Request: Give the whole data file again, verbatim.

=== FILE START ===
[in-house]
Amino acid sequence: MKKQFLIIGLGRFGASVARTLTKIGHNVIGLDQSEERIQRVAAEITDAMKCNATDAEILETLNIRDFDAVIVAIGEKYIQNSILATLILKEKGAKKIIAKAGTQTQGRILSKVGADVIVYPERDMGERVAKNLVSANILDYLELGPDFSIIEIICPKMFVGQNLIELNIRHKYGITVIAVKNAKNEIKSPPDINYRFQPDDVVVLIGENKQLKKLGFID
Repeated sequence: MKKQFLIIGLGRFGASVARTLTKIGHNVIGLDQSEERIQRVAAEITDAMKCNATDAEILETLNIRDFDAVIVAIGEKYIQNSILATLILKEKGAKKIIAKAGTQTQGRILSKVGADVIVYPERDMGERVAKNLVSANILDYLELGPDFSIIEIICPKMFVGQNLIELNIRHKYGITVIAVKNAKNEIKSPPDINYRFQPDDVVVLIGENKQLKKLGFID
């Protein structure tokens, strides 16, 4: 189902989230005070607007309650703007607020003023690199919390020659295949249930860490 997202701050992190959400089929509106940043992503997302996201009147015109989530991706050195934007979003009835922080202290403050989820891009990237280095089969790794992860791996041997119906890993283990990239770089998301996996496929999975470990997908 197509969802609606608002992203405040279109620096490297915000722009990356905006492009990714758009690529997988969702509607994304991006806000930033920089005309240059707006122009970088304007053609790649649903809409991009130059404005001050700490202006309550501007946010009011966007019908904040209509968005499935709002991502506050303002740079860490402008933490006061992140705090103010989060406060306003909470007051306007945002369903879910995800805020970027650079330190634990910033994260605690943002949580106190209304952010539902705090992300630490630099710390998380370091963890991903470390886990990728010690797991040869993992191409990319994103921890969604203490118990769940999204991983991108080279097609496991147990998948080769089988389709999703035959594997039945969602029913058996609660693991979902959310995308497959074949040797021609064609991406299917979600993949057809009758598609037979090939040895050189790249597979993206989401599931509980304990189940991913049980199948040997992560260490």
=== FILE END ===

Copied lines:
[in-house]
Amino acid sequence: MKKQFLIIGLGRFGASVARTLTKIGHNVIGLDQSEERIQRVAAEITDAMKCNATDAEILETLNIRDFDAVIVAIGEKYIQNSILATLILKEKGAKKIIAKAGTQTQGRILSKVGADVIVYPERDMGERVAKNLVSANILDYLELGPDFSIIEIICPKMFVGQNLIELNIRHKYGITVIAVKNAKNEIKSPPDINYRFQPDDVVVLIGENKQLKKLGFID
Repeated sequence: MKKQFLIIGLGRFGASVARTLTKIGHNVIGLDQSEERIQRVAAEITDAMKCNATDAEILETLNIRDFDAVIVAIGEKYIQNSILATLILKEKGAKKIIAKAGTQTQGRILSKVGADVIVYPERDMGERVAKNLVSANILDYLELGPDFSIIEIICPKMFVGQNLIELNIRHKYGITVIAVKNAKNEIKSPPDINYRFQPDDVVVLIGENKQLKKLGFID
């Protein structure tokens, strides 16, 4: 189902989230005070607007309650703007607020003023690199919390020659295949249930860490 997202701050992190959400089929509106940043992503997302996201009147015109989530991706050195934007979003009835922080202290403050989820891009990237280095089969790794992860791996041997119906890993283990990239770089998301996996496929999975470990997908 197509969802609606608002992203405040279109620096490297915000722009990356905006492009990714758009690529997988969702509607994304991006806000930033920089005309240059707006122009970088304007053609790649649903809409991009130059404005001050700490202006309550501007946010009011966007019908904040209509968005499935709002991502506050303002740079860490402008933490006061992140705090103010989060406060306003909470007051306007945002369903879910995800805020970027650079330190634990910033994260605690943002949580106190209304952010539902705090992300630490630099710390998380370091963890991903470390886990990728010690797991040869993992191409990319994103921890969604203490118990769940999204991983991108080279097609496991147990998948080769089988389709999703035959594997039945969602029913058996609660693991979902959310995308497959074949040797021609064609991406299917979600993949057809009758598609037979090939040895050189790249597979993206989401599931509980304990189940991913049980199948040997992560260490």